In France, Greenpeace activists got past security and climbed reactor structures at the Tricastin nuclear power plant. They unfurled a banner which read: TRICASTIN ACCIDENT NUCLÉAIRE: PRÉSIDENT DE LA CATASTROPHE? (Tricastin Nuclear Accident: President of the Disaster?). Earlier this morning, other activists projected a crack onto the superstructure of the plant illustrating that French President, Hollande, needs to shut down 20 nuclear reactors in the country by 2020 in keeping with his promise to cut nuclear power from three-quarters to half by 2025.

The projection of the crack, by the way, is not foreshadowing an eminent condition. Cracks have been found in the reactor vessels of several plants in France, and throughout the world.

In South Korea our office there has been hard at work drawing attention to the dangers of nuclear energy. Last Wednesday saw several climbers suspended from the Gwangan Bridge in Busan showing Koreans that the Gori power plant poses a grave risk to the people living in its proximity. Today, the Rainbow Warrior could be seen from the same nuclear plant – the oldest facility in the country – with a very simple message printed on a banner stretched between her masts: CHERNOBYL, FUKUSHIMA, BUSAN?

Banner At Kori Nuclear Reactor, South Korea © Alex Hofford / Greenpeace

The banner onboard the Rainbow Warrior is telling in its simplicity. It creates the spectre of Chernobyl and Fukushima, and by omission Three Mile Island, Windscale and the far too many other nuclear and radiation accidents across the world. It brings to mind images of people whose health has been affected by radiation, and vast swathes of fall-out wasteland which leaves burn scars for generations after the accident. Also telling, because the message itself is simple: Nuclear energy is neither secure, safe nor even practical.

A status report released Thursday by independent consultants makes no bones about – not only the health risks associated with nuclear energy, but the economic impracticality of this kind of energy production as a whole. You don’t have to get very far into the report to find that facilities peaked in their output a decade ago, and have been in decline ever since. This is in the face of an ever-increasing global energy consumption. It begs the question, what’s the point of nuclear energy if demands can be met in a sustainable way?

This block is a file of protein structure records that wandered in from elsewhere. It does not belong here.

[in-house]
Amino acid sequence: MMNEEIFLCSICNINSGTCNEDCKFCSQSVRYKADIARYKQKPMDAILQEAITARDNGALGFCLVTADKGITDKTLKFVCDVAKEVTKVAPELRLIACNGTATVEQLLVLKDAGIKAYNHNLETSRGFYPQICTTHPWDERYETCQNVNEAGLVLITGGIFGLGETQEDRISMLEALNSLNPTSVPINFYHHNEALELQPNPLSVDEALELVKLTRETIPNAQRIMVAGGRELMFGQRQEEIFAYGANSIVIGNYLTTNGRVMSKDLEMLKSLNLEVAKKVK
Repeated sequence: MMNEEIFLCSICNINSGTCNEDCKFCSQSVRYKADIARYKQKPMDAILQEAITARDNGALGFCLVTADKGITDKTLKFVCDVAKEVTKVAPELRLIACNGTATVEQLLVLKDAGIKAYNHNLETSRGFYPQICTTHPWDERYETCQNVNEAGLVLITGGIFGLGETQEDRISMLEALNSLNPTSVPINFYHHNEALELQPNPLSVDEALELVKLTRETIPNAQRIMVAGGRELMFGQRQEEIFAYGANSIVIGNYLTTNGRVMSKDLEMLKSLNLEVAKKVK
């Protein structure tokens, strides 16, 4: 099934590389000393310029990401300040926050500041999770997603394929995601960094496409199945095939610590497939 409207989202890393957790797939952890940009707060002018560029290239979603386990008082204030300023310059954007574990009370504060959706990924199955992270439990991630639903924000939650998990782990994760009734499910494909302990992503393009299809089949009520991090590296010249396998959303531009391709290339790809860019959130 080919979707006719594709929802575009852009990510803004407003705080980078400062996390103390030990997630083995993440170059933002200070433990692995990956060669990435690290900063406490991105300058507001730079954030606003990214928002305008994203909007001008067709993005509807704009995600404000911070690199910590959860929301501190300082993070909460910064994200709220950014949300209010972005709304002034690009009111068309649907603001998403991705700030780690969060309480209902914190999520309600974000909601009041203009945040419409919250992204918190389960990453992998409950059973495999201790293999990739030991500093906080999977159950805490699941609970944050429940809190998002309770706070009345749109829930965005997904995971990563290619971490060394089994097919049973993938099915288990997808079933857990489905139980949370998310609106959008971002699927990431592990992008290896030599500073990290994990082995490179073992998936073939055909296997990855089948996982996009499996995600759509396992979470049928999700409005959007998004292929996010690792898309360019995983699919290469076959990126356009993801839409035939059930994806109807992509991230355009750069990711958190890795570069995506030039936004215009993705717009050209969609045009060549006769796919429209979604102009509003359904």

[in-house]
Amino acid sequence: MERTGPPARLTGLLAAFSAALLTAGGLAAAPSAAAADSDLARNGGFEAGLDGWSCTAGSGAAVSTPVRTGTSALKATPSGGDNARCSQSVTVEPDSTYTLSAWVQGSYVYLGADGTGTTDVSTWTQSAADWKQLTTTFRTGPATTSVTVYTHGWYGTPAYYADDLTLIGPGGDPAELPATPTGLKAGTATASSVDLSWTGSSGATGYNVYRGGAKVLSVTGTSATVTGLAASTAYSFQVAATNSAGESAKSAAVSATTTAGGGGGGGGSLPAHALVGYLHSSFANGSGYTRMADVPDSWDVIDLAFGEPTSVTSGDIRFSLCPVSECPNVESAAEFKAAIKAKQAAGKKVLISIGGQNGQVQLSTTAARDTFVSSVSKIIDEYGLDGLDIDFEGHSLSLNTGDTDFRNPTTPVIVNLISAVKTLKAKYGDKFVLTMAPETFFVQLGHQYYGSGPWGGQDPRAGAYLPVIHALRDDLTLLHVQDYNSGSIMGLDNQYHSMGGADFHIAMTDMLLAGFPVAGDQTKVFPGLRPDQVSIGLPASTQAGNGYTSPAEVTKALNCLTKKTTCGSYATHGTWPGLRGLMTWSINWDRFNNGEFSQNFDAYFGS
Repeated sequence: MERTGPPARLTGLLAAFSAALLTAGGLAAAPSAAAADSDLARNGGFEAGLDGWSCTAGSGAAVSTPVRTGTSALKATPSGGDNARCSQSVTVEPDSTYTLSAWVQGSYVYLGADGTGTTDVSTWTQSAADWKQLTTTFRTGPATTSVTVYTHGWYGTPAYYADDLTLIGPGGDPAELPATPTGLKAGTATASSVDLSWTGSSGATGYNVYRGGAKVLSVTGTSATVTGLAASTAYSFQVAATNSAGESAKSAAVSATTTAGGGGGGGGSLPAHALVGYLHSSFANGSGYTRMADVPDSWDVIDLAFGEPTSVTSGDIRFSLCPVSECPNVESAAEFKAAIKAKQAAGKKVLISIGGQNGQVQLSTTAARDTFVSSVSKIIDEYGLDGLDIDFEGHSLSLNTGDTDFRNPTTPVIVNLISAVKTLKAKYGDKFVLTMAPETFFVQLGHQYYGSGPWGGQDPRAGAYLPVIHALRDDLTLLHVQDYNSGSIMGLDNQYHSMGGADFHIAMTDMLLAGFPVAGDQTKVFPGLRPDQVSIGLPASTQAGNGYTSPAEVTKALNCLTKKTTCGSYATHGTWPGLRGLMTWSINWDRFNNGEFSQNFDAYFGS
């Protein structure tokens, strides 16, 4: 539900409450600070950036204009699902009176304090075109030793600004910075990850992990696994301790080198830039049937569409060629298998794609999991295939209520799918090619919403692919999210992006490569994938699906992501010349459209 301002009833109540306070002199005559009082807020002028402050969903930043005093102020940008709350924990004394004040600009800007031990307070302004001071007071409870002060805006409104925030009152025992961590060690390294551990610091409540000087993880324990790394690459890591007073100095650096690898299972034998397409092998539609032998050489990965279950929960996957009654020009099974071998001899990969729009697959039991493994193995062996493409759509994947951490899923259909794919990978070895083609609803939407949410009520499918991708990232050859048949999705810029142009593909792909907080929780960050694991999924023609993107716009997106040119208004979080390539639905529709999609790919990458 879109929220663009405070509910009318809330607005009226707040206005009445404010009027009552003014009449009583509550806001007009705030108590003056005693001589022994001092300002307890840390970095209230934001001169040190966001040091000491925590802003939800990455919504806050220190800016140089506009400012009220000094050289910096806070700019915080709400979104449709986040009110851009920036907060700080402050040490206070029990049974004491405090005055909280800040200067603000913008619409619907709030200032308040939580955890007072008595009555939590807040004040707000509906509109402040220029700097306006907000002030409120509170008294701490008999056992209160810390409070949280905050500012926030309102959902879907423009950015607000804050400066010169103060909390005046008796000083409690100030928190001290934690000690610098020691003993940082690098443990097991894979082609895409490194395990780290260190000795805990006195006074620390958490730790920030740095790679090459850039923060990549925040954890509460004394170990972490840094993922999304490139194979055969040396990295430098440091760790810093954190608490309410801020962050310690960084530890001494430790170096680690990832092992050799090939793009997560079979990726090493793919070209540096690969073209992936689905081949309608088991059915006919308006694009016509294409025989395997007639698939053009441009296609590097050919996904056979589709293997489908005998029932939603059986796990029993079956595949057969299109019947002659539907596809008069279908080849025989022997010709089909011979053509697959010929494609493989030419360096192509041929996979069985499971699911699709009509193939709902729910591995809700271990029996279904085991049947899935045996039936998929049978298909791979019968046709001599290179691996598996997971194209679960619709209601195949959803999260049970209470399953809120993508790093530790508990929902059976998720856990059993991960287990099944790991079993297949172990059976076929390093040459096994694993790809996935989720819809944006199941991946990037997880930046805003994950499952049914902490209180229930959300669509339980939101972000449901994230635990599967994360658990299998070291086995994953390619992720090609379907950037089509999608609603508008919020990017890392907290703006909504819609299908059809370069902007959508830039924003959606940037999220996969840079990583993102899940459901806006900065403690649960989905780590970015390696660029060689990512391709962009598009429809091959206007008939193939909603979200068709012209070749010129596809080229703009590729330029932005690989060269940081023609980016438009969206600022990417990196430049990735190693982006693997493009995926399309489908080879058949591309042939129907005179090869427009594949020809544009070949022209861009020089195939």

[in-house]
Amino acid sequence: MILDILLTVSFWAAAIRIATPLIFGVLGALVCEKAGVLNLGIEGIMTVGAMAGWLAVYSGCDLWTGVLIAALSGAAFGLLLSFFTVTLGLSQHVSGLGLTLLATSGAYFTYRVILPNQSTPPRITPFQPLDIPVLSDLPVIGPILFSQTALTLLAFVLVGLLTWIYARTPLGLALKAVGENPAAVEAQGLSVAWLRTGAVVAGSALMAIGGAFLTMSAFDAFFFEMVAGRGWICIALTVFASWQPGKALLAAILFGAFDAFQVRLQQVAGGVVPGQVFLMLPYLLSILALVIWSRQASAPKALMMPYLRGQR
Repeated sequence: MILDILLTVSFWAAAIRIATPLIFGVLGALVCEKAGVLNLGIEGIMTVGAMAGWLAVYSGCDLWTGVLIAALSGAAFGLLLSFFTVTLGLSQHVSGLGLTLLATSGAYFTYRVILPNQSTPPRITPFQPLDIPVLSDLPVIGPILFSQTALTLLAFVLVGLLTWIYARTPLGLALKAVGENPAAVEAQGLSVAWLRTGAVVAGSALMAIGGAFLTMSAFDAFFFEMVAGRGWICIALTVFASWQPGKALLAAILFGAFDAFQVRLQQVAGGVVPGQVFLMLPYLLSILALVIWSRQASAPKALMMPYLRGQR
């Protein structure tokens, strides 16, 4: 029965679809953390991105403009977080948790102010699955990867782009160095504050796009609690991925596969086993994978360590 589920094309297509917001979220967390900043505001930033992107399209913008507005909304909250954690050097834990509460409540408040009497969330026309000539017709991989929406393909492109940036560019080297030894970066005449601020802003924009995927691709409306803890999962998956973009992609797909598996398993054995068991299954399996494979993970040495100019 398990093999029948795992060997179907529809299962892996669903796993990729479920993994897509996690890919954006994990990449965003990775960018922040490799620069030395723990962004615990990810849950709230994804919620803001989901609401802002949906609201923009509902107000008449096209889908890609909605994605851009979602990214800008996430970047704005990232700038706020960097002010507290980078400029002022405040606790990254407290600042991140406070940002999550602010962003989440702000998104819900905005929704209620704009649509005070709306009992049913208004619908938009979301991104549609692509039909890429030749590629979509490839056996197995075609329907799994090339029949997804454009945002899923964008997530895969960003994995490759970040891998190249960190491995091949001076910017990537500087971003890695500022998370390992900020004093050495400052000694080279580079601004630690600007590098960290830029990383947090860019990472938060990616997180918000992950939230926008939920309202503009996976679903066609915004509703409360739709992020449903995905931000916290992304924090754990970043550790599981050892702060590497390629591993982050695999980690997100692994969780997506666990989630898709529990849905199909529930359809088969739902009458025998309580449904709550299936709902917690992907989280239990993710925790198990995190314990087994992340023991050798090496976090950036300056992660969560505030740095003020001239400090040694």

Although the movement against nuclear power plants in France and South Korea happen to be focused on specific locations, the call to stop generating nuclear energy needs to be heard by everyone. Tricastin is one plant which was breached by our activists this time, but it is representative of five [in French] others' which are decrepit, riddled with cracks, and are at high risk of serious accidents.

The Gori plant in Busan, another ticking time bomb, is indicative of a whole other set of problems besides the safety of the plants themselves. It is the lack of transparency by the Nuclear energy industry as it deftly clucks a narrative of efficiency and sustainability while stroking the backs of any policy-makers within reach. In the past few years the nuclear industry in South Korea has been riddled with corruption involving skirting regulation, faking certificates and forging warranties.

The collusion between state officials and nuclear energy mavens is seen as one of the causes of theFukushima disaster. In places like Japan it has been repeatedly shown that, were it not for independent oversight, unsafe and outright broken reactors would be re-activated by people gazing at their wallets and not looking out for the health of the people they govern. Again, while focused on one geographic region the problem is endemic. As former US Nuclear Regulatory Commissioner, Peter Bradford, wrote, “For various reasons in many nations, the nuclear industry cannot tell the truth about its progress, its promise or its perils. Its backers in government and in academia do no better.”

There is something else that draws people out of their homes and onto the streets to protest against nuclear power, as they did in Guandong province, China, last week. It is that, as long as nuclear fatly wedges itself into the turnstile though which energy expenditure passes, we won’t be able to seriously talk about clean, safe and renewable power. The 37-billion Chinese yuan that would have gone to a uranium processing facility in the Longwan Industrial Park can be put towards a sustainable way to generate energy. A way that doesn’t degenerate the planet or sicken and kill people.

"The gap between nuclear rhetoric and nuclear reality has been a fundamental impediment to wise energy policy decisions for half a century now," wrote Professor Bradford. Turning the last half-century around to wiser energy policy decisions shouldn't be left to policy-makers, industry leaders, or even the small group of French or South Koreans who shine a light on an increasingly redundant and dangerous industry. It is up to all of us to push nuclear energy off the table, for the health of ourselves and of our planet.

Arin de Hoog is a Media Relations Specialist with Greenpeace International